The first general observation that can be made based on the manuscript context of the five surviving Rune Poems is that they are all part of a miscellany containing a variety of texts that appear to be unrelated. The Swedish Rune Poem, included in a letter, is the sole exception. Unfortunately, the original manuscript of both the Old English and the Old Norse Rune Poem has been lost in a fire. This makes the poems more difficult to study, as it is often difficult to discriminate between the parts originally included in the text and the parts added later by a different scribe. Through careful reconstruction, however, much important information has been recovered. In the case of the Old English Rune Poem, for example, it has been established that the Otho B text has been copied by (at least) three different hands, which have all been included in Hickes’ facsimile.[61] The columns containing the rune names and equivalents derive from Domitian IX, “a runic page in another Cottonian manuscript.”[62] This kind of information is essential for a correct interpretation of a text, philological or literary. In the case of the five Rune Poems, it appears that the runes were often included, but the rune names were not; these had to be deduced from the stanzas containing riddlic verse. Still, the fact that two of the five original poems have been destroyed by fire makes it difficult, if not impossible, to make any definite claims on the poems’ original form.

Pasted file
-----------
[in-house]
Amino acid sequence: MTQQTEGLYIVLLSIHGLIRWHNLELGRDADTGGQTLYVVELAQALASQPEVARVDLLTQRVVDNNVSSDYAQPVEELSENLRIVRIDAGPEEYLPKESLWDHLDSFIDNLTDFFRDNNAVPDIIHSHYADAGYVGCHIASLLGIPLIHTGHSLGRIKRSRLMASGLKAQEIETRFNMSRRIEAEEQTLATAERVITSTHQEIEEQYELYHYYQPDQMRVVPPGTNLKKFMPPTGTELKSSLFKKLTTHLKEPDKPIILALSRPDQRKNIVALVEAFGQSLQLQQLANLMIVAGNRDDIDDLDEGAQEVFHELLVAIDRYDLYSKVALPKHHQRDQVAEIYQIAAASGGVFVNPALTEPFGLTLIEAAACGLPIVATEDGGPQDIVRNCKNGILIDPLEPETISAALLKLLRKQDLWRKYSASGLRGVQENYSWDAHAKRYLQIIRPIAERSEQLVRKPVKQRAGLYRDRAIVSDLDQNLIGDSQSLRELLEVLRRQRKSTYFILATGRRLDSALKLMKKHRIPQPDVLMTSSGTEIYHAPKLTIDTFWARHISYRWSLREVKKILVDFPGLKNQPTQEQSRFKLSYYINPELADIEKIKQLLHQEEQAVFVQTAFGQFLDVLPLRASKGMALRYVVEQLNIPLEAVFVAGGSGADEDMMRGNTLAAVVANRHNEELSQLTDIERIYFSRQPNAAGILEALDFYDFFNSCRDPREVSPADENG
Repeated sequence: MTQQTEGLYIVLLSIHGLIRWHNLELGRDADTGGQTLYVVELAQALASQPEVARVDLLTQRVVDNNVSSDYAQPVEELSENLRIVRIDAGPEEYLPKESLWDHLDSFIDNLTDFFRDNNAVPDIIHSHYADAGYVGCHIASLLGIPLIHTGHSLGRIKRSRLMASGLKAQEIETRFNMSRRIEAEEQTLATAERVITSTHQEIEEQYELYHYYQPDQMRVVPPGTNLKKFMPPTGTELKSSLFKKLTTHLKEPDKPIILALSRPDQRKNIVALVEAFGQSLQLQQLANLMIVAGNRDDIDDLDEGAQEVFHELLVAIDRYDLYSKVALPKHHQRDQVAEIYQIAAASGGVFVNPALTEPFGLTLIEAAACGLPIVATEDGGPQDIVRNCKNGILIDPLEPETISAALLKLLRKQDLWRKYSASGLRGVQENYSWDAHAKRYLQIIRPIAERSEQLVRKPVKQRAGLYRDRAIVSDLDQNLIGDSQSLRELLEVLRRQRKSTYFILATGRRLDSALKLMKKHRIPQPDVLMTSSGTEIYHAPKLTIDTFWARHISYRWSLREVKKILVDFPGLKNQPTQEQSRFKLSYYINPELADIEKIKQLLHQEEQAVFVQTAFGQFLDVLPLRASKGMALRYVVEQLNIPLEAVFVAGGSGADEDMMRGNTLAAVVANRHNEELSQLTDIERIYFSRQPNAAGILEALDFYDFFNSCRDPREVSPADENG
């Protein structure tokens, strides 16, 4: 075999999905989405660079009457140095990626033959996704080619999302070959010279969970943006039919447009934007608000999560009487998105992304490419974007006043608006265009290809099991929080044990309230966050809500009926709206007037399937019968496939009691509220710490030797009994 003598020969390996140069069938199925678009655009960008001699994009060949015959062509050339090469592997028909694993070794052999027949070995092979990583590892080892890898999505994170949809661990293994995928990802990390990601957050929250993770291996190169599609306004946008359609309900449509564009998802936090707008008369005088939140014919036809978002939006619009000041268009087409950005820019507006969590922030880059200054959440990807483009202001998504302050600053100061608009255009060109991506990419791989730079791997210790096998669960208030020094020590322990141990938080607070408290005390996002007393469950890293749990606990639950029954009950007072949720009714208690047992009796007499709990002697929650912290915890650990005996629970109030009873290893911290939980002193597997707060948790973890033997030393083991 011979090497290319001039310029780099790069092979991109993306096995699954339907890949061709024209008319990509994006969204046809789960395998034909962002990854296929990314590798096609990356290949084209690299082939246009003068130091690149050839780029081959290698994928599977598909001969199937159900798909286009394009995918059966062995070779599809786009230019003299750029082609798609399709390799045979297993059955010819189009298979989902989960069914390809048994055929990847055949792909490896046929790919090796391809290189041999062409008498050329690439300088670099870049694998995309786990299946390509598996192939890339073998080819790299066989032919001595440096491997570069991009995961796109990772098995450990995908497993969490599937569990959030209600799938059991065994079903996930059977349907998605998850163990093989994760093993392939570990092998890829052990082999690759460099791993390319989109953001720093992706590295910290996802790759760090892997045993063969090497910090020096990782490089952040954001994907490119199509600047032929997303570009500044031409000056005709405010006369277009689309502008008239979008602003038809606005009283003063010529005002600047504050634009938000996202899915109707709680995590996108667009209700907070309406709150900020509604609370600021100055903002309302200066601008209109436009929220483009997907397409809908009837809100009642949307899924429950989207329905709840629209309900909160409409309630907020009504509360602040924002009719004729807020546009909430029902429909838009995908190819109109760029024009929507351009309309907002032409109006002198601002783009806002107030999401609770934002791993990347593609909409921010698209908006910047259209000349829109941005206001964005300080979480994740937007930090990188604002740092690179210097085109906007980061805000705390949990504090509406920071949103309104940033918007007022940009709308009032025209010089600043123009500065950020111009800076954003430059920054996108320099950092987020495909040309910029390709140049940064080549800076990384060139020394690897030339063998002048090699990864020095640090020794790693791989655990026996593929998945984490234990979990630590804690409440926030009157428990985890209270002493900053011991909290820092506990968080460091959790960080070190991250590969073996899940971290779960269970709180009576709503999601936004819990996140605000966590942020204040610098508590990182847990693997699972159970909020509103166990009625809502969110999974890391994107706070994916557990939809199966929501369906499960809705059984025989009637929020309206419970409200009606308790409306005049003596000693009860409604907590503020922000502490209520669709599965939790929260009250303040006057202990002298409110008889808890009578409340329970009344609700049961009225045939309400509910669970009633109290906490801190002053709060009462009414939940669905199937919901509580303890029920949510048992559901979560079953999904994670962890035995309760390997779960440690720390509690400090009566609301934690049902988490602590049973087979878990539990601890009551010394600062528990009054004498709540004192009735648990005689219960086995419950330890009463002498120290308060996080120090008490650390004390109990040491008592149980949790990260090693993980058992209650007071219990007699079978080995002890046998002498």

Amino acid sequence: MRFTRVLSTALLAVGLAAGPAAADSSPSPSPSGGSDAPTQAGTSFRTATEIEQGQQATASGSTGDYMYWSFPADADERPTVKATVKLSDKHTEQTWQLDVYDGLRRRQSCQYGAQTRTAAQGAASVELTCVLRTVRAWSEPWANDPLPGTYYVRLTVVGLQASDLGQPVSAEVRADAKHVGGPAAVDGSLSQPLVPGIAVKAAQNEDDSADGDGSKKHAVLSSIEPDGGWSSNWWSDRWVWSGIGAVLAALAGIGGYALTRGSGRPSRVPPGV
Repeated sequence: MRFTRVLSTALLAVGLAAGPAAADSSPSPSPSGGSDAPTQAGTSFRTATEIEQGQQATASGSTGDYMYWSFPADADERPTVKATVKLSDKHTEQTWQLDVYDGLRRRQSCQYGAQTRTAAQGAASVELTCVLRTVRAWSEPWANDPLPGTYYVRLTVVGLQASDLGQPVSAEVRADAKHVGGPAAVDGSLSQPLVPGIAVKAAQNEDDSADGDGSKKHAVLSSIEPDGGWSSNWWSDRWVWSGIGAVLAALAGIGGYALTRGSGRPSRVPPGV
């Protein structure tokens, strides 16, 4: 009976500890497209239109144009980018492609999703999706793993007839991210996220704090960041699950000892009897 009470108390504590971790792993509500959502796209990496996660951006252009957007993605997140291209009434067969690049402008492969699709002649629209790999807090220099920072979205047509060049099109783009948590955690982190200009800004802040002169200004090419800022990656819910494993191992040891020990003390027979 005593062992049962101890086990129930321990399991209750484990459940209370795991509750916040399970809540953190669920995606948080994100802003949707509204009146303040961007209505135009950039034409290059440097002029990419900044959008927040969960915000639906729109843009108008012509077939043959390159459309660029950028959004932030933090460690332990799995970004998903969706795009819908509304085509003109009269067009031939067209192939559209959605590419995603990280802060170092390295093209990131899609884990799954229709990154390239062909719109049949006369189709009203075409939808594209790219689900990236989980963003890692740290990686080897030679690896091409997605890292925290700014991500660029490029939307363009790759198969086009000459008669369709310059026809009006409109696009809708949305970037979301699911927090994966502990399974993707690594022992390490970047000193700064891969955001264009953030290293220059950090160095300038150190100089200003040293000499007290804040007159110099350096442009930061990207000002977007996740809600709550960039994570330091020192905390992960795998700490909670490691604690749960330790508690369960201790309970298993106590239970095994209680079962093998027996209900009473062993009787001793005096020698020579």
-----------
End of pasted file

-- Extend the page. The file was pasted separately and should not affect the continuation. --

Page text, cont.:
Rune Names and Ancient Hebrew Letter Names

Earlier, when discussing the rune names and rune rows, aetts, it was mentioned that the function of both these features of the runic alphabet is unknown. Here it is proposed that the function of rune names can be compared to that of letter-names in other alphabets. In the Greek alphabet, however, the first letter of letter-names corresponds with the letter sound it is linked to. The Greek letter-names do not carry any specific meaning, whereas the rune names do carry meaning and refer to concrete things. Meaningful letter names are encountered in the source alphabet of Ancient Greek: in Ancient Hebrew and Semitic alphabets letter names also carry meaning. These links have already been explored by Alan Griffiths in relation to the Irish Ogam runes.[63] In this section the possible links between Hebrew letter names and rune names are explored, arriving at the theory that rune names have a similar didactic function as the letter-names in Ancient Hebrew and may have been a later invention used for literacy teaching.